- Flatten it.Â All pages need to link to one another–but you want to keep things as “flat” as possible, meaning that each page can be accessed with only one or two mouse clicks.
- Name it.Â You might overlook the title bar atop each browser window, but search engines don’t. Give each page a concise, unique, keyword-driven title. If you sell knit beanies, don’t title your page “Keep your head warm.”
- Explain it.Â In the description field, enter a few sentences about the content of that page. Think of it as the text in a catalog. What makes your blue beanies special? Are they alpaca wool?
- Map it.Â Your customers would really love to have a map to all the boxes in your store, called an XML site map. Don’t know XML from an X-Box? No worries. There are plenty ofÂ software programsÂ that can do the job.
- Tag it.Â You’d be confused if this article didn’t have a headline, right? Without an h1 heading tag on each page of your website, search engine crawlers have trouble understanding content, too.
The Optimal OptimizerÂ So you’ve decided you really, really, really don’t want to do your own SEO. Fine. Hire a consultant. But here are five questions to ask before you sign a contract–or a check.
- “Do you have any references?” Get names, numbers and examples of past work. And actually check them.
- “What results can I reasonably expect and how long will they take?” Demand a detailed game plan and don’t accept vague answers. Shut the door on anyone who promises the No. 1 spot for a certain keyword or claims to “know a guy at Google.” They’re lying.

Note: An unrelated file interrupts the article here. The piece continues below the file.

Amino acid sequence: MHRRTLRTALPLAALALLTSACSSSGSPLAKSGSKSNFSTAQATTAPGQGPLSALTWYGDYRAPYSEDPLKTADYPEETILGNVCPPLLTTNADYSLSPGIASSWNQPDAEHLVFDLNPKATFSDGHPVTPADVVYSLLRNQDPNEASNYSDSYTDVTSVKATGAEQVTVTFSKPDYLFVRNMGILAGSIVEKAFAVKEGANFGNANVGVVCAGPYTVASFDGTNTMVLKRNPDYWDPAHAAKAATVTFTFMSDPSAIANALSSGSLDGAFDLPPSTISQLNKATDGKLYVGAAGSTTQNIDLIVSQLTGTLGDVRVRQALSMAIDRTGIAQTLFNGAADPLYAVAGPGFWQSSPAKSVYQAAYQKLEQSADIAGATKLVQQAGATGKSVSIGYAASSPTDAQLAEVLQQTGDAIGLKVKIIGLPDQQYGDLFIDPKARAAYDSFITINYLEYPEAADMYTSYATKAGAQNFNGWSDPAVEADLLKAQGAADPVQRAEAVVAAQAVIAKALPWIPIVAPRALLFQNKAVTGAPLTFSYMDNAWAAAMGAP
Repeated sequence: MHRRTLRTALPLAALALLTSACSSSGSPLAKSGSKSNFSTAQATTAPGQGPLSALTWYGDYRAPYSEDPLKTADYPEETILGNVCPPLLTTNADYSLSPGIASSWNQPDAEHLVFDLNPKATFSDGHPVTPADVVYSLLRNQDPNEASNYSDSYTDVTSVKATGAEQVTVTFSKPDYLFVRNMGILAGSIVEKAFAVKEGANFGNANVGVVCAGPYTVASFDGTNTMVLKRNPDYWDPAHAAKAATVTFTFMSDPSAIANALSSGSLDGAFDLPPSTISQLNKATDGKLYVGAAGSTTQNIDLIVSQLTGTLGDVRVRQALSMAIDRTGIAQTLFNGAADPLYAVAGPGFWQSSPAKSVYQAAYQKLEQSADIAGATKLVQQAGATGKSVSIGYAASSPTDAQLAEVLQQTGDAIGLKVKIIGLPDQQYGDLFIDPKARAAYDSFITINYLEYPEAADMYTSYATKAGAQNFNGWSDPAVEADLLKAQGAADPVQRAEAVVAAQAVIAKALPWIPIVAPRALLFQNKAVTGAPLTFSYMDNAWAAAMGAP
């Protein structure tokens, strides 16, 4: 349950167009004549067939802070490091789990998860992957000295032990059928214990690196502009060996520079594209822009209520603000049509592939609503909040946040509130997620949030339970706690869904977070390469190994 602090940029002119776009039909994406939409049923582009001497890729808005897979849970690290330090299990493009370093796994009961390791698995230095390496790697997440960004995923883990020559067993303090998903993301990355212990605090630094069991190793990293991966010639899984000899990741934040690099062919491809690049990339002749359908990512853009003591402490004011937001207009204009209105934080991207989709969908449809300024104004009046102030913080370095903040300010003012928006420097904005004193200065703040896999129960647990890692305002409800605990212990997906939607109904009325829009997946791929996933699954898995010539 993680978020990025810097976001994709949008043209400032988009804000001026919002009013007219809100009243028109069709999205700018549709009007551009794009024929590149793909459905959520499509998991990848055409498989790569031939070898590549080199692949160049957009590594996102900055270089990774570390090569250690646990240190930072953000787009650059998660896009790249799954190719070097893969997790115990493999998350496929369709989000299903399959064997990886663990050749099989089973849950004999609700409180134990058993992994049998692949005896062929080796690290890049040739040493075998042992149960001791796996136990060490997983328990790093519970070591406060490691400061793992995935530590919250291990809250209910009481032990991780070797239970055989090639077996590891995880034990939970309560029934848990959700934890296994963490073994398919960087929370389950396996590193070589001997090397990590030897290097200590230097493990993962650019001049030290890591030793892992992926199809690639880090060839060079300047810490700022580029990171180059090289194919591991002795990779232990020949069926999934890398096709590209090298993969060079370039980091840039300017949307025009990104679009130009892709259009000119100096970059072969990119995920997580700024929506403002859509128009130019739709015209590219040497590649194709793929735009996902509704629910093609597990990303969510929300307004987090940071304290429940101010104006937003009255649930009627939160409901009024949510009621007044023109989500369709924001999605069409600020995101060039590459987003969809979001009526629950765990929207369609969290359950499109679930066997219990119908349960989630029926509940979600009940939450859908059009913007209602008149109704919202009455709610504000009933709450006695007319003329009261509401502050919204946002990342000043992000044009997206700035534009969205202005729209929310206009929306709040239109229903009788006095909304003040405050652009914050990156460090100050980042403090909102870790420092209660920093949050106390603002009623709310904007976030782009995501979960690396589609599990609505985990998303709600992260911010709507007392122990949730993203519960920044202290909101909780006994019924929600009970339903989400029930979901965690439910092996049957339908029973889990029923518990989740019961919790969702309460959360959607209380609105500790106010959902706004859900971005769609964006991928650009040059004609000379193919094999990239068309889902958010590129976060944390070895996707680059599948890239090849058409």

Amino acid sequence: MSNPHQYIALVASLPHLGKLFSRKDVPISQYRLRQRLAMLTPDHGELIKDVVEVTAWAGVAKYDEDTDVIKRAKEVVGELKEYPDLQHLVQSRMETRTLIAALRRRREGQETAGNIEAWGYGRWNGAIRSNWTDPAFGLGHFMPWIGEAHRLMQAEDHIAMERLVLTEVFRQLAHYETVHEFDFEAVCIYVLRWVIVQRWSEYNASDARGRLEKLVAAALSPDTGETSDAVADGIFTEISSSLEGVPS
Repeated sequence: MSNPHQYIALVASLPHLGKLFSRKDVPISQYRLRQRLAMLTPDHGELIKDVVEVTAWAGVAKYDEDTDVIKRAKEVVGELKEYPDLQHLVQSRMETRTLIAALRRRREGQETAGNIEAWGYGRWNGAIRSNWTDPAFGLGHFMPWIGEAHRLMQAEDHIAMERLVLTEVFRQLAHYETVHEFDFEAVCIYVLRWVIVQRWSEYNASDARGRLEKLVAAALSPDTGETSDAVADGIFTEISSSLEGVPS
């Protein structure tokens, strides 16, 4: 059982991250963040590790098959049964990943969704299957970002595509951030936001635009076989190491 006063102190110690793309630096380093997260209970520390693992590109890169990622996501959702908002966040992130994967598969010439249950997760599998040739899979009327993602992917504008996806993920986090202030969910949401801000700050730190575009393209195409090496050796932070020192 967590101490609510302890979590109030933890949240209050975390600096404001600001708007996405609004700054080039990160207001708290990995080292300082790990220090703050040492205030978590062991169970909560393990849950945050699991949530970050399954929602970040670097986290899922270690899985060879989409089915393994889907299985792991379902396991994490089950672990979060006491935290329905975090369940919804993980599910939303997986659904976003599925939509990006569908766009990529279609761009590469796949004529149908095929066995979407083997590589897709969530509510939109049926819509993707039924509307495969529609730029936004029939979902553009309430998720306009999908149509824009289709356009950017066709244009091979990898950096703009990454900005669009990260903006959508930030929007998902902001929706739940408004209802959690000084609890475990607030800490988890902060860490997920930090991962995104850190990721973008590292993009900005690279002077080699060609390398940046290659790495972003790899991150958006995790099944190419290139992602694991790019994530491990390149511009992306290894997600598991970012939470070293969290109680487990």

- “What is your experience in my industry?” You wouldn’t expect a barber to know how to fill a cavity. So why would you expect an SEO team that has worked only with nonprofit science foundations to understand your fashion boutique?
- “What techniques will you use to achieve my goals?” Listen for warning signs of “black hat” tactics. As a trick question, find out if your potential “expert” spends a lot of time working with keyword meta tags. If so, you know this isn’t the right person for the job.
- “How often will we communicate and by what means?” If you expect instant responses to 3 a.m. e-mails, make sure your consultant isn’t a monthly conference-call kind of guy.
This article was originally published in theÂ February 2010Â print edition ofÂ EntrepreneurÂ with the headline: What You Don’t Know About SEO.